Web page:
And – the US withdrew its strike aircraft from the Libya operation, although I’m with you flatly disagreeing with the president there. But on the debt ceiling thing, the R’s wanted to make a $4 trillion deal, right up until the president agreed with them. The leverage the Republican congress has (and is in grave danger of over-playing) amounts to their threat to simply not take care of this most basic function of government. Remember that they are toying with the full faith and credit of the United States; these are debts that cover spending that previous congresses duly authorized – most especially including Republican congresses and presidents of recent years.

    Or – maybe Pawlenty/Bachmann think what’s good enough for Minnesota (protracted shutdown) is good enough for the US government

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  33. Judybusy said on July 12, 2011 at 3:43 pm

    I was very happy when my parents divorced when I was about 19. My mom deserved much better, and remarried a few years later to a truly nice guy. He came with five adult kids who loved my mom. I think the transition was a bit rough at times for my teenage sister and brother, but they came to really like him. I kinda feel bad for my step mom; I don’t think she knew what she was really getting into. However, she is also better equipped for dealing with my dad and doesn’t put up with his crappola!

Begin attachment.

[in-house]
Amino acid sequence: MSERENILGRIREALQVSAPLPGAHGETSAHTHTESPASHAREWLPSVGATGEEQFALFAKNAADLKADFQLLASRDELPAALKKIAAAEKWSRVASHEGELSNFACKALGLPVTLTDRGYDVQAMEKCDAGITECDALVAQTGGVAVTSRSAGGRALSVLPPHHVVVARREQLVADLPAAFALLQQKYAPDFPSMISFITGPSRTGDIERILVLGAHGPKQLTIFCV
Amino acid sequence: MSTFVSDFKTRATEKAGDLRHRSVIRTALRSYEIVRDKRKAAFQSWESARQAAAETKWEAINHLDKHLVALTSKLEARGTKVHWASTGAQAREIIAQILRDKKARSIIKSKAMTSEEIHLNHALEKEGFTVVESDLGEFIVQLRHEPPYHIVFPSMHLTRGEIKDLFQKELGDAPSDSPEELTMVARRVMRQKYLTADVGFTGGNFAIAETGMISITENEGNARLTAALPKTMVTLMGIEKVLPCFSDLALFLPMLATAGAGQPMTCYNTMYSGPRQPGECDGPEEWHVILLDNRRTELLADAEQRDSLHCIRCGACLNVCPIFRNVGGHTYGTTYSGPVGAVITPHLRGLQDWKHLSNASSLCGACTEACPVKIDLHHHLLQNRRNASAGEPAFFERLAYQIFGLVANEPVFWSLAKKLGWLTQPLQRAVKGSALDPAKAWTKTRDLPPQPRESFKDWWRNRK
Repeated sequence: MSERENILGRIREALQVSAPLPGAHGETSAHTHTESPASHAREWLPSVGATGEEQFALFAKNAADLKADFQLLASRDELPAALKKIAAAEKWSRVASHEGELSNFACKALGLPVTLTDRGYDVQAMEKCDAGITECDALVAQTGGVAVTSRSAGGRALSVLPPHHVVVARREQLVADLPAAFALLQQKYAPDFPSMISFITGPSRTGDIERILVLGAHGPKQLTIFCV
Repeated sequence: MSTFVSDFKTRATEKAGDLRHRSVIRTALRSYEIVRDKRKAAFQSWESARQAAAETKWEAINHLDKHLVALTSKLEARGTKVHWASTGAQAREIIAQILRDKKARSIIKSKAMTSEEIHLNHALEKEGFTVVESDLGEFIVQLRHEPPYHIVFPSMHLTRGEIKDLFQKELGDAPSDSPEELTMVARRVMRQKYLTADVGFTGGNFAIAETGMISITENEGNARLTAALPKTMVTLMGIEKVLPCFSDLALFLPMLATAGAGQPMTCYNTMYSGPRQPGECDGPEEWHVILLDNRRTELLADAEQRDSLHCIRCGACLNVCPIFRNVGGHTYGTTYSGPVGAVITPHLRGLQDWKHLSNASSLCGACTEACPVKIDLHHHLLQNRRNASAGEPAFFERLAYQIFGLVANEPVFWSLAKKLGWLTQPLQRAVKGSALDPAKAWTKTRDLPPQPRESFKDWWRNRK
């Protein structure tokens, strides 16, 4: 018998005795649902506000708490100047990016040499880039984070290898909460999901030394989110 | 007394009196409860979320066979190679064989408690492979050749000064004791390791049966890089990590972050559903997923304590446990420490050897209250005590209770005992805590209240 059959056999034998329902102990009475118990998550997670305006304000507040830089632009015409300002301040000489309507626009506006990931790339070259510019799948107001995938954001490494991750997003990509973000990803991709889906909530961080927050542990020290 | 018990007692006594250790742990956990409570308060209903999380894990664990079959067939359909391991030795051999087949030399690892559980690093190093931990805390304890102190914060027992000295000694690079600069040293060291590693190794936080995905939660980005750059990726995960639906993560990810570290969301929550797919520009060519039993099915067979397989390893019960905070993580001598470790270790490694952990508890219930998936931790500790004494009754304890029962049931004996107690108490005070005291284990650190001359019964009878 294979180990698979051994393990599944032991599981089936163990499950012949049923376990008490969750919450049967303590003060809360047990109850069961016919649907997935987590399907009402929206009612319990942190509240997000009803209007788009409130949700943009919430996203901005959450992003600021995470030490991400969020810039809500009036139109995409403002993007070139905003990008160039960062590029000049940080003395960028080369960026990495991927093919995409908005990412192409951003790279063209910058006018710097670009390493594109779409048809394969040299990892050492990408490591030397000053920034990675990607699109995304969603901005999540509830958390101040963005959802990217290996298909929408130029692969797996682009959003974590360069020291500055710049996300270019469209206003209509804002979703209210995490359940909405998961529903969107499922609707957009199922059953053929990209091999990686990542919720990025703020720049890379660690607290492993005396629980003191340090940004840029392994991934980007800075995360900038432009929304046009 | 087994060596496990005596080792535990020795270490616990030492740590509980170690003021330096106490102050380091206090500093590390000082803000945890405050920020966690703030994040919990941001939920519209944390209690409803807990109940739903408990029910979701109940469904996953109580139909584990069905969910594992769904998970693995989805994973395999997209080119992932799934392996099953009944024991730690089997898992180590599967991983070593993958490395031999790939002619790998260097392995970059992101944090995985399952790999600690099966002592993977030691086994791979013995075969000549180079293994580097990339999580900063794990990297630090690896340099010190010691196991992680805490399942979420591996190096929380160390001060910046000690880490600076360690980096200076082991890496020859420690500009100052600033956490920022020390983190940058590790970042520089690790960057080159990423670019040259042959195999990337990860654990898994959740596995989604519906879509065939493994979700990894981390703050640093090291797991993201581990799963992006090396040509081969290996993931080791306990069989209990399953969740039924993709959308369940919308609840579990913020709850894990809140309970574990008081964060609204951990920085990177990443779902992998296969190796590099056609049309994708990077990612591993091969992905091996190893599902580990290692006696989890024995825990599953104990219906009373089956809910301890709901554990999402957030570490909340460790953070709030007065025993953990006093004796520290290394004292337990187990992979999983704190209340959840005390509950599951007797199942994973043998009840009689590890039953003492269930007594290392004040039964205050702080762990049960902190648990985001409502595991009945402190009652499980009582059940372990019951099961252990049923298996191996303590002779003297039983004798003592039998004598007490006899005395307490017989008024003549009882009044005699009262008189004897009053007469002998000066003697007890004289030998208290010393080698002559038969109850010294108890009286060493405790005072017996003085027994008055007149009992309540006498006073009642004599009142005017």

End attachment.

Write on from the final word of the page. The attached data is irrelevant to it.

Like many things, divorce can be done well, and it can be done in a very ugly way, causing great harm to th kids, if present.

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  34. Jeff Borden said on July 12, 2011 at 3:55 pm

    The Republicans spent us all into the poor house with two unfunded wars, the unfunded Bush tax cuts and the unfunded expansion of Medicare. Nary a word of concern was spoken and the dark lord himself, Five Deferment Dick Cheney, loudly proclaimed that Ronald Reagan had proven deficits didn’t matter.

    Now, after eight years of mis, mal and nonfeasance, the very same Republicans quiver and moan over our debt problems. And they seek to use the dilemma to accomplish what they’ve dreamed about for 80 years — the destruction of all facets of the New Deal.

    Bill Maher is correct. If you are a working man or woman and you vote Republican, you’re stupid.

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  35. prospero said on July 12, 2011 at 4:00 pm

    Not to be overly argumentative, Mark, but you’re completely unsubstantiated claims about what the President did or said eight months ago beg one, two-part question:

    a. What were all these Republicans thinking when they raised the debt ceiling every year for eight years while W ran the credit card invasions and occupations, and